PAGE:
Senator Ron Wyden Proposes Jail Time For Executives Who Fail To Keep Consumer Data Safe [Opinion]

Oregon Senator Ron Wyden is pushing new legislation that would see CEOs and other high ranking executives arrested and charged if their companies mishandle consumer data. Engadget reports that “Senator Wyden wants to jail execs who don’t protect consumer data.”

“Sen. Ron Wyden (D-OR) released a draft the Consumer Data Protection Act, which would create new protections for consumer information and strict punishments for those found to be abusing user data. The proposed bill would send senior executives to jail for 10 to 20 years if they fail to follow the guidelines for data use.”

Senator Wyden’s proposal includes expanding the oversight powers of the FTC to include companies that handle information of more than a million people, and that make more than a $1 billion in revenue. These companies would be obligated to submit reports on data breaches and the like, such as the one that Google recently tried to bury because they didn’t want the bad press.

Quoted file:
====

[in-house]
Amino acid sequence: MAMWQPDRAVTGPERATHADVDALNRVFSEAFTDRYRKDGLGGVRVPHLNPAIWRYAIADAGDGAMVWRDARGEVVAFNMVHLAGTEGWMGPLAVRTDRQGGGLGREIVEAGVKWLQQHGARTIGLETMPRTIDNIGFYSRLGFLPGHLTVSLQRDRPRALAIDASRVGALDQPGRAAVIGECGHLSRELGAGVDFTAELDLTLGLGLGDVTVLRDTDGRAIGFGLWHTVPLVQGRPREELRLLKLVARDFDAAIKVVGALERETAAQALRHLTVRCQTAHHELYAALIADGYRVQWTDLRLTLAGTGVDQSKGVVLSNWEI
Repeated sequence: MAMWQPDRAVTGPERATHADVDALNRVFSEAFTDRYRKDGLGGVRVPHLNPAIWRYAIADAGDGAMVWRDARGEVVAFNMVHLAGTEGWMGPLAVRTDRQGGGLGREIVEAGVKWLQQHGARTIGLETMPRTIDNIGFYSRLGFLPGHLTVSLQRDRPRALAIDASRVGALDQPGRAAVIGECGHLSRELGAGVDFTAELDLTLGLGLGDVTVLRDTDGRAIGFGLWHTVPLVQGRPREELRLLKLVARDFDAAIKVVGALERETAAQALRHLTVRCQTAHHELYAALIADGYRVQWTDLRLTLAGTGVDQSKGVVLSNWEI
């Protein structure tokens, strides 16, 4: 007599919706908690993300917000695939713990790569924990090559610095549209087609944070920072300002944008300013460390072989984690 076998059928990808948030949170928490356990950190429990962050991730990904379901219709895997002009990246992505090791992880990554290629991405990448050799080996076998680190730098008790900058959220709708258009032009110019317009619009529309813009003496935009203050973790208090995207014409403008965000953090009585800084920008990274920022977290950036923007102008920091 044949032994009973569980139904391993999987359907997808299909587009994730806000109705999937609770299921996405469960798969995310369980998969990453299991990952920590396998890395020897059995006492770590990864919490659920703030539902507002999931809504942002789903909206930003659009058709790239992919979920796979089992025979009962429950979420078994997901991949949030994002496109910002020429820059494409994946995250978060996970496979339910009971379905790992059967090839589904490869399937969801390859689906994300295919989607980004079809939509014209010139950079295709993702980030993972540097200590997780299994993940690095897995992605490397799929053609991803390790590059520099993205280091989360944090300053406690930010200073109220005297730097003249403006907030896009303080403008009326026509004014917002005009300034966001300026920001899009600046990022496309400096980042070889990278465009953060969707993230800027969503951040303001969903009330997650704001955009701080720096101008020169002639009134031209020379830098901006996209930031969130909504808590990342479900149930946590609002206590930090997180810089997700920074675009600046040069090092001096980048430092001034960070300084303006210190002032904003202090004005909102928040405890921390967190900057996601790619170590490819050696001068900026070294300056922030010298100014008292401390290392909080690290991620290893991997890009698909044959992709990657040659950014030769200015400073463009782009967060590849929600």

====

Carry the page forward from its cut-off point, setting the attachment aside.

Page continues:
These check-ins would be mandatory. Failure to comply would carry an equally mandatory jail sentence for executives. One problem with the proposal is that it is not clear on exactly which executives would have to pay the price. Is it the overworked IT guy, or the CEO whose unreasonable demands and policies created an environment of lax data security? Would Mark Zuckerberg be the one wearing stripes for the Cambridge Analytica debacle, or some nameless drone?

The first violation would cost a company 4 percent of its revenue. It is not clear if this is annual or quarterly revenue. It is also not spelled out what would trigger the jail time. Is it the second offense? The third? Is there an escalating fee? We don’t know what Wyden has in mind.

He further proposes a Do Not Track list similar to Do Not Call. It would allow consumers to opt out of data tracking and transfer. One company could not sell or share your data with another for any reason, including targeting advertising. Companies would be allowed to charge customers a fee for services that would otherwise be free with the use of your data.

There are already Do Not Track systems in popular browsers like Apple’s Safari. The problem is those systems are not very effective. And there is no penalty associated with companies ignoring the settings. The Do Not Call system is also not very effective. Robocalling is more of a problem than ever. Wyden believes that putting executives in jail might provide the proper incentive to do better.